Asking prices rocket for first-time buyers
First-time buyers have been dealt another blow as figures released by property agent Rightmove reveal that the typical asking price of a first-time home has risen by 6.2% over the month to May.
Despite belief that the 1 April stamp duty deadline would lead to downward pressure on prices at the lower end of the market - estate agent code for places with two bedrooms or fewer, and in this case, excluding inner London – today’s data says otherwise.
It appears that the 80% rise in transactions seen in March has added to what Rightmove terms a ‘property drought’. This staggering monthly rise - 6.2% (£11,298) - is the result, taking asking prices for first-time buyers to £194,224. Annually, first-time buyer property prices rose by 11.4% in May
In what will come as no surprise to anybody, the biggest asking price increases were seen in towns with routes into London – Croydon, Dartford and Luton saw price rises of 18% over the year.
National asking prices across the board meanwhile, have risen by 0.4% (£1,118) over the month, and by 7.8% annually, taking prices to £308,151.
Miles Shipside, director of Rightmove, says: “Properties at the lower end of the market were the most common target for the investor community, and the immediate aftermath of the tax deadline saw new seller asking prices drop in this sector for just one month. The 1.4% fall reported in April’s index appears to have been a very short-lived knee-jerk… it remains to be seen if these prices can be achieved and there may be some over pricing in the market; it is also a reflection of better quality property coming to market in this sector which is now targeting owner-occupiers rather than landlords.”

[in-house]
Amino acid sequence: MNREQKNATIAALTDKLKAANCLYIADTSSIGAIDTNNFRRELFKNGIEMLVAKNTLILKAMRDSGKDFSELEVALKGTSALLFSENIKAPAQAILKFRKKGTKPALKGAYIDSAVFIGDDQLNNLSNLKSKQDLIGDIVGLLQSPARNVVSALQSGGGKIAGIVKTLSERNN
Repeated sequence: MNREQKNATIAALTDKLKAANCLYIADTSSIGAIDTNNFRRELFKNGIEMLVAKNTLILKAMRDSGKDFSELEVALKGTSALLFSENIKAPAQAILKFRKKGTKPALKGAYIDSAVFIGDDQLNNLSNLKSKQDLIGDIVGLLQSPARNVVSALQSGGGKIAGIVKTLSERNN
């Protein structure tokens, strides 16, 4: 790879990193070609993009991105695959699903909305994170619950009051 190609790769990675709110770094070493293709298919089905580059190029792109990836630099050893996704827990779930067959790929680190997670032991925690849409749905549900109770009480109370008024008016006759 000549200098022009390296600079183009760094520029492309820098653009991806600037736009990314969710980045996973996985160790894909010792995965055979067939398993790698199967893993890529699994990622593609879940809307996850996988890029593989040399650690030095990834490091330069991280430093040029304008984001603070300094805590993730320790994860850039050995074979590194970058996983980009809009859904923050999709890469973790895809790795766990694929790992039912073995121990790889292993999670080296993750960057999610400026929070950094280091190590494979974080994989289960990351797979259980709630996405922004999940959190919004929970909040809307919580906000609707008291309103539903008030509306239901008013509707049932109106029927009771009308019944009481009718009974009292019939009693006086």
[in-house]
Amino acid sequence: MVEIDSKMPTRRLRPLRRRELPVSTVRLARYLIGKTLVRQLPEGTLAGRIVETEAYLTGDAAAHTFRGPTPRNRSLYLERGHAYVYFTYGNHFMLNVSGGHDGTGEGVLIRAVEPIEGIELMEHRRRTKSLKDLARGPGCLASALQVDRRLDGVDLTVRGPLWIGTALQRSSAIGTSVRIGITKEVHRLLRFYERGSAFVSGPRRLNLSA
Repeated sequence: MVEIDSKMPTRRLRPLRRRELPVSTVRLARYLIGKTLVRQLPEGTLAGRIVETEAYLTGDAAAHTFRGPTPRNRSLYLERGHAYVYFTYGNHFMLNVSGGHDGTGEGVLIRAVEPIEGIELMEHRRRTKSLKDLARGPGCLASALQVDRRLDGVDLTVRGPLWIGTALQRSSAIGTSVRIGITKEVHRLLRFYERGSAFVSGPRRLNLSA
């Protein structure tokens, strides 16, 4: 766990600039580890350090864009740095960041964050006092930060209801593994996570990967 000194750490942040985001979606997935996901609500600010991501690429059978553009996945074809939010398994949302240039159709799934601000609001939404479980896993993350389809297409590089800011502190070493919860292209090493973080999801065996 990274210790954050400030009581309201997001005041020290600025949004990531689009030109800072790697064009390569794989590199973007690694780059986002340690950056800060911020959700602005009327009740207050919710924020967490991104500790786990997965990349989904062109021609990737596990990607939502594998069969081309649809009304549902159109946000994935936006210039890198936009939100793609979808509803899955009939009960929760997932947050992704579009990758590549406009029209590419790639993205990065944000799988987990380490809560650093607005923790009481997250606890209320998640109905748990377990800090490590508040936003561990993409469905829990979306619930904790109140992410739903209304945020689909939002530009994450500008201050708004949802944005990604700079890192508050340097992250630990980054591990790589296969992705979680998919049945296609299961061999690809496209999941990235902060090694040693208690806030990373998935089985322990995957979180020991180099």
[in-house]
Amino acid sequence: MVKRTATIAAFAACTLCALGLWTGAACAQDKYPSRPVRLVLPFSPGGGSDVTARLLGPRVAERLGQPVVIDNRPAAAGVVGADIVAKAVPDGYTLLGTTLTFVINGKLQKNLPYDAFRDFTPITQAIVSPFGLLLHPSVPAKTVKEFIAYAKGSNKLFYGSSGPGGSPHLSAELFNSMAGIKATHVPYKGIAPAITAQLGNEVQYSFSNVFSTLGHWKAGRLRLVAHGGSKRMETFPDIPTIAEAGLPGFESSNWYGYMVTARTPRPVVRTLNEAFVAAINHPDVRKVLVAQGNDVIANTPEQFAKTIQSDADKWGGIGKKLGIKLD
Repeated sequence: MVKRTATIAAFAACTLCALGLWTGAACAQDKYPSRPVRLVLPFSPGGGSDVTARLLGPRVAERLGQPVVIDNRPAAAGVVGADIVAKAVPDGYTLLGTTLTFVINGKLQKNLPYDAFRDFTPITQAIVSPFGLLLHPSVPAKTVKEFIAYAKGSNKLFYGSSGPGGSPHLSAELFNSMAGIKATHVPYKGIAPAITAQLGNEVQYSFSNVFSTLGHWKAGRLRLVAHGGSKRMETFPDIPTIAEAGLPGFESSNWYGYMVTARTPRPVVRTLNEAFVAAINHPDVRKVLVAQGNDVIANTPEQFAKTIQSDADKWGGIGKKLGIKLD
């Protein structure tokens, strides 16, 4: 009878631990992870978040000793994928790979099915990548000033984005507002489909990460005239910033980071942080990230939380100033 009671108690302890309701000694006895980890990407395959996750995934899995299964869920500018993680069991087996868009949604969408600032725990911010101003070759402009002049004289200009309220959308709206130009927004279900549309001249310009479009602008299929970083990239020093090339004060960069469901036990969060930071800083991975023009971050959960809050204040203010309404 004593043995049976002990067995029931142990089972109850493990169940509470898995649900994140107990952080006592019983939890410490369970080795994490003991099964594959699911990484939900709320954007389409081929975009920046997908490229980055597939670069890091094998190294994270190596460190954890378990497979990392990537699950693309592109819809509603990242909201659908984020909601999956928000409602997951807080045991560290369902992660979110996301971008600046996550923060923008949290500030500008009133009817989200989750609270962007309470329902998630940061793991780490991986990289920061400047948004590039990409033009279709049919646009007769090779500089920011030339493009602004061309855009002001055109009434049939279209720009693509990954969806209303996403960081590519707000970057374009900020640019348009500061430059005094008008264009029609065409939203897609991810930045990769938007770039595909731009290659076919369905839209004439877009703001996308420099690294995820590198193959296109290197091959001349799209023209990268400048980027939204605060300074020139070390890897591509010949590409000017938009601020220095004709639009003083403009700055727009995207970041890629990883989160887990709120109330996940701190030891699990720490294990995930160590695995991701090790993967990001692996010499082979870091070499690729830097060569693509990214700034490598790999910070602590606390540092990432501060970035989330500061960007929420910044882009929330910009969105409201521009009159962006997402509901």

Jeremy Duncombe, director, at Legal & General Mortgage Club, adds: “The relentless increase [of house prices] raises the issue of affordability in this country, particularly in the south of the UK.
“In order to tackle this growing problem more homes need to be built in areas of high demand… the industry needs to work together, to increase supply and ensure that much of the population is able to afford the home they want.”
With the report adding that new-to-the-market housing supply is down 1.5% year-on-year, the jury is out on if this increase in asking prices is a spike or a sign of things to come for a while longer yet.
A hugely unpopular tax paid on property and share purchases. Stamp duty on property is levied at 1% for purchases over £125,000 (£250,000 for first-time buyers) which then moves up at a tiered rate. For property between £125k and £250k you pay 1%, then 3% from £250k up to £500k and then 4% from £500k to £1m and then 5% for properties over £1m. But unlike income tax, which is “tiered” and different rates kick in at different levels, stamp duty is a “slab” tax where you pay the rate on the whole purchase price of the property. On shares, stamp duty is charged at a flat rate of 0.5% on all share purchases. Figures correct as of May 2011.
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